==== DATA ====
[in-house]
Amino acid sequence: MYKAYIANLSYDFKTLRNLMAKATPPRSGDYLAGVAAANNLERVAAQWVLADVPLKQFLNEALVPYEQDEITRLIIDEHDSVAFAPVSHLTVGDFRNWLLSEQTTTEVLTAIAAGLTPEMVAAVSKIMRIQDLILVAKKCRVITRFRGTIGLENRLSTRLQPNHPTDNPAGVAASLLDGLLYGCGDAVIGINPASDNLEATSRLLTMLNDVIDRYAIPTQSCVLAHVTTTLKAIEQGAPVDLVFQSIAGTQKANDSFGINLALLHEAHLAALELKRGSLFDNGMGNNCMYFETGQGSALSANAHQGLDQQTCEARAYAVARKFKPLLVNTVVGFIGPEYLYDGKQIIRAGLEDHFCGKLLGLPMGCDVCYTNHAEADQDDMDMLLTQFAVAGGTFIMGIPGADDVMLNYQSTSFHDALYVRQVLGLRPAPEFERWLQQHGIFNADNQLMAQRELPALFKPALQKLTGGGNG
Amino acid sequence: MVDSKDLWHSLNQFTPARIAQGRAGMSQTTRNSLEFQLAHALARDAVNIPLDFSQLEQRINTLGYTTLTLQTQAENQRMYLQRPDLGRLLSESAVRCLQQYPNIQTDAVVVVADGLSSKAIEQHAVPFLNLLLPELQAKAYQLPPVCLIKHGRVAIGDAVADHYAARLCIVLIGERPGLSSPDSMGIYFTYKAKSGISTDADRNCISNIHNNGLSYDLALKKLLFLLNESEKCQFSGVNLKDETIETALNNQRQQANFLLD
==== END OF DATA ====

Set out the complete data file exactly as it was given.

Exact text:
[in-house]
Amino acid sequence: MYKAYIANLSYDFKTLRNLMAKATPPRSGDYLAGVAAANNLERVAAQWVLADVPLKQFLNEALVPYEQDEITRLIIDEHDSVAFAPVSHLTVGDFRNWLLSEQTTTEVLTAIAAGLTPEMVAAVSKIMRIQDLILVAKKCRVITRFRGTIGLENRLSTRLQPNHPTDNPAGVAASLLDGLLYGCGDAVIGINPASDNLEATSRLLTMLNDVIDRYAIPTQSCVLAHVTTTLKAIEQGAPVDLVFQSIAGTQKANDSFGINLALLHEAHLAALELKRGSLFDNGMGNNCMYFETGQGSALSANAHQGLDQQTCEARAYAVARKFKPLLVNTVVGFIGPEYLYDGKQIIRAGLEDHFCGKLLGLPMGCDVCYTNHAEADQDDMDMLLTQFAVAGGTFIMGIPGADDVMLNYQSTSFHDALYVRQVLGLRPAPEFERWLQQHGIFNADNQLMAQRELPALFKPALQKLTGGGNG
Amino acid sequence: MVDSKDLWHSLNQFTPARIAQGRAGMSQTTRNSLEFQLAHALARDAVNIPLDFSQLEQRINTLGYTTLTLQTQAENQRMYLQRPDLGRLLSESAVRCLQQYPNIQTDAVVVVADGLSSKAIEQHAVPFLNLLLPELQAKAYQLPPVCLIKHGRVAIGDAVADHYAARLCIVLIGERPGLSSPDSMGIYFTYKAKSGISTDADRNCISNIHNNGLSYDLALKKLLFLLNESEKCQFSGVNLKDETIETALNNQRQQANFLLD